‘Facebook must act against those inciting violence in Myanmar’

In 2018, Facebook admitted it failed to prevent its platform from being used to incite violence in Myanmar. The tech giant admitted: “we agree that we can and should do more.

Today, the nightmare reappears as Myanmar has been placed under a state of emergency following a military takeover on Monday. The nation’s de facto leader Aung San Suu Kyi, President Win Myint and senior members of the National League for Democracy (NLD) party have since been detained.

Human rights activists fear the social media tool will once again be used to incite hate and violence against Suu Kyi and NLD as Internet connectivity and phone lines have been restored in most areas.

Khin Ohmar, chairperson of the Advisory Board of Progressive Voice, called on Facebook to “take action”.

“We see much instigation. The private sectors like Facebook must take the responsibility (in removing hate content),” said Khin, during a joint press conference on Tuesday on the implications of the Myanmar military coup on human rights and democracy.

“Facebook should learn a big lesson like how their platform was used in the genocide. We need to take down the accounts of those who are instigating and forcing for violence.”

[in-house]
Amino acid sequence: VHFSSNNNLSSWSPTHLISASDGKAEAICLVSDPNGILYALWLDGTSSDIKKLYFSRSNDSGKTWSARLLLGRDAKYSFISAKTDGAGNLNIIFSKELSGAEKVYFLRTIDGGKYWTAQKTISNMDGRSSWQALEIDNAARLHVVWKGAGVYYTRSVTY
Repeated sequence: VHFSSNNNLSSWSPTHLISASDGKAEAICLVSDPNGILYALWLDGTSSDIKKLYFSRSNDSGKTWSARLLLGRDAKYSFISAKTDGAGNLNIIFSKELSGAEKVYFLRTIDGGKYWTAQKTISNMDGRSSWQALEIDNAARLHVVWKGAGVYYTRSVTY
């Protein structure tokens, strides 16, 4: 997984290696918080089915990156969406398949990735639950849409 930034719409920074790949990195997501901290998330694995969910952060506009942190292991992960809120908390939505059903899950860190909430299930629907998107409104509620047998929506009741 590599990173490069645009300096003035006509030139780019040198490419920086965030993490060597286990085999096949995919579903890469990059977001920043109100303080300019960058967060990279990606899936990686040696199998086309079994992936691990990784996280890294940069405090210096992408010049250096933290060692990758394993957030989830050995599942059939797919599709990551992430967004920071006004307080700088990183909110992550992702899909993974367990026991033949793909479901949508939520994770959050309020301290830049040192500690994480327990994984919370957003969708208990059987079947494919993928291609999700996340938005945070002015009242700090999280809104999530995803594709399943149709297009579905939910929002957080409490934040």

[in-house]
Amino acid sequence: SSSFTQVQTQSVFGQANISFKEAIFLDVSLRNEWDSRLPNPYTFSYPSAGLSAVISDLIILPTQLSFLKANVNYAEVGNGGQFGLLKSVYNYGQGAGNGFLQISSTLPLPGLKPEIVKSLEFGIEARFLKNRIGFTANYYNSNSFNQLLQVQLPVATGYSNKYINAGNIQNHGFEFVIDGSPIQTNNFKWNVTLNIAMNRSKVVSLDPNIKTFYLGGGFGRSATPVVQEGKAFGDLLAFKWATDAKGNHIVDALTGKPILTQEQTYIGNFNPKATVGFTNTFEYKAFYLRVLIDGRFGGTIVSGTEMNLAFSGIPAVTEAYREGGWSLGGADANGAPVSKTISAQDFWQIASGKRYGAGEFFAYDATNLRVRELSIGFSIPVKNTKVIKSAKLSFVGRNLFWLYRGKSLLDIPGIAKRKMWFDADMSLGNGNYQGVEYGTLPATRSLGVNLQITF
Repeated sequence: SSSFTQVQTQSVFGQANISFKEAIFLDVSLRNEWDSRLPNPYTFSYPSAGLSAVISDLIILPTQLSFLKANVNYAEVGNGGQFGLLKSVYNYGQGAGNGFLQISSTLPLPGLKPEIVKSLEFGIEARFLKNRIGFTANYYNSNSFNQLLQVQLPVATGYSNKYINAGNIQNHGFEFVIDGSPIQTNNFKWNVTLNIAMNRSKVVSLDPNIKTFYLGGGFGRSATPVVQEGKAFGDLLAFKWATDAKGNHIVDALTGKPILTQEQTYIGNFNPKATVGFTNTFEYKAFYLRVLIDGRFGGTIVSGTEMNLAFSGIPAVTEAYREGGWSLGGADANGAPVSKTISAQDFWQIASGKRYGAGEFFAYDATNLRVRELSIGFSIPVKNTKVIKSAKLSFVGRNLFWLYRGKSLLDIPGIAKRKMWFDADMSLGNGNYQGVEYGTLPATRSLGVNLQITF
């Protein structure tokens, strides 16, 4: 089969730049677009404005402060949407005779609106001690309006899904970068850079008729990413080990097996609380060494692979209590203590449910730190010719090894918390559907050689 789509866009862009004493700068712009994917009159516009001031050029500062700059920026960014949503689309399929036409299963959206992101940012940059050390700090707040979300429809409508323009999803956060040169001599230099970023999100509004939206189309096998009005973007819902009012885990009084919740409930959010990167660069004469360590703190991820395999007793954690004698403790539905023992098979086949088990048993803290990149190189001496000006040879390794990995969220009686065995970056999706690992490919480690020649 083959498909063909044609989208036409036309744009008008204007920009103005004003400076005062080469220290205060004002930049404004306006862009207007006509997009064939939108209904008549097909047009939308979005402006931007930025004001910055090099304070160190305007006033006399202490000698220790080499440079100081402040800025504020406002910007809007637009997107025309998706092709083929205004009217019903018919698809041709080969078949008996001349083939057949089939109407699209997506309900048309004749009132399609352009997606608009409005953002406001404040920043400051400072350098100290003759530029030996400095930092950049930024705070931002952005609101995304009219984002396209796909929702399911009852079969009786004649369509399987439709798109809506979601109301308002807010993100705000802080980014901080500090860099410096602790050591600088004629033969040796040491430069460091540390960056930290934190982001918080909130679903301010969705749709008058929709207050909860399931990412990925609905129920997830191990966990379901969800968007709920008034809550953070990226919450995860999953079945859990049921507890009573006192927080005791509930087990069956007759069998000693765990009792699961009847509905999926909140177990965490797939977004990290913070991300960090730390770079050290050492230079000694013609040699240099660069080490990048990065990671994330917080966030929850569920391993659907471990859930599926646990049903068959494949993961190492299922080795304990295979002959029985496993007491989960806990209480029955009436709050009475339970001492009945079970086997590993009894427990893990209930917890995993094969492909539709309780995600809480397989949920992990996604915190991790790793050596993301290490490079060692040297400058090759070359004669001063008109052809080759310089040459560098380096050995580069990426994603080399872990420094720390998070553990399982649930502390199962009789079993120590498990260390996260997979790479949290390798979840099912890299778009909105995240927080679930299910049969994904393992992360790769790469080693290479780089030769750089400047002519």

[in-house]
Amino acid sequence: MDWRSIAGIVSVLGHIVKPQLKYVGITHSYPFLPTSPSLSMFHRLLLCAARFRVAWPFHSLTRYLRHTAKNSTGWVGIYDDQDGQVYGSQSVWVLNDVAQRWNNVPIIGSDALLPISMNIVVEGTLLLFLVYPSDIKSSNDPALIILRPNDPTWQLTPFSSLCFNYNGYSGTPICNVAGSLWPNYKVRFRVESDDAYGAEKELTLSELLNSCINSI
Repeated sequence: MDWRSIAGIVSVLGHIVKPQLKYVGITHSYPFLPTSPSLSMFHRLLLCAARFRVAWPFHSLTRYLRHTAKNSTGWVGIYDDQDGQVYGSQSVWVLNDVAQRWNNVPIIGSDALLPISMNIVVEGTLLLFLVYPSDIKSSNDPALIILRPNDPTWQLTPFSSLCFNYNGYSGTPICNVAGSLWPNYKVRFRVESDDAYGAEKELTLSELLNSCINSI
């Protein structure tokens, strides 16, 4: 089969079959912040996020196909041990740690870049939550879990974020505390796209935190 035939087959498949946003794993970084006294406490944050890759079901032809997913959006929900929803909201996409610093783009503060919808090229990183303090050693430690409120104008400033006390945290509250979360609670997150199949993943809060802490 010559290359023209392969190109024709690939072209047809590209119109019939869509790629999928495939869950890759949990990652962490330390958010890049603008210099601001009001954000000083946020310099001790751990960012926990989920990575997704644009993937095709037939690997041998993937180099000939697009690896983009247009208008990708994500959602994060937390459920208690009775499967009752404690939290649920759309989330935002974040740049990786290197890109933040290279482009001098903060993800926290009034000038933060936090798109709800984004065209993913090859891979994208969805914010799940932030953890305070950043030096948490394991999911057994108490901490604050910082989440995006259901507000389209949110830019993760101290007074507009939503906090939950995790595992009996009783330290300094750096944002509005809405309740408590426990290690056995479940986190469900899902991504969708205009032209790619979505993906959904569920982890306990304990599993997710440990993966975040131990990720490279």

Facebook Inc said yesterday it had removed a page linked to Myanmar’s military-owned television network, Myawaddy Television.

The tech company had in 2018 banned the network from its platform but it remains unclear why the page was operational despite the earlier ban.

The Wall Street Journal quoted Facebook public policy director Rafael Frankel as saying Facebook is closely monitoring political events in Myanmar as they unfold and is taking steps to stop misinformation and content that could incite further tensions.

Facebook also came under fire after a mob stormed the US Capitol last month. Former US President Donald Trump had been posting baseless allegations about election fraud after losing the 2020 election.

Khin was joined by Asean Parliamentarians for Human Rights chair Charles Santiago and Wai Wai Nu, founder and director of the Women’s Peace Network, during the press conference.

The panelist also called on Asean, China and Russia to add pressure to the military so that those voted in will be able to serve the people.

“We need a more comprehensive and bold response from the international community,” added Khin.

“We don’t want Asean saying nice things but doing nothing concrete.”

They also called for an arms embargo.

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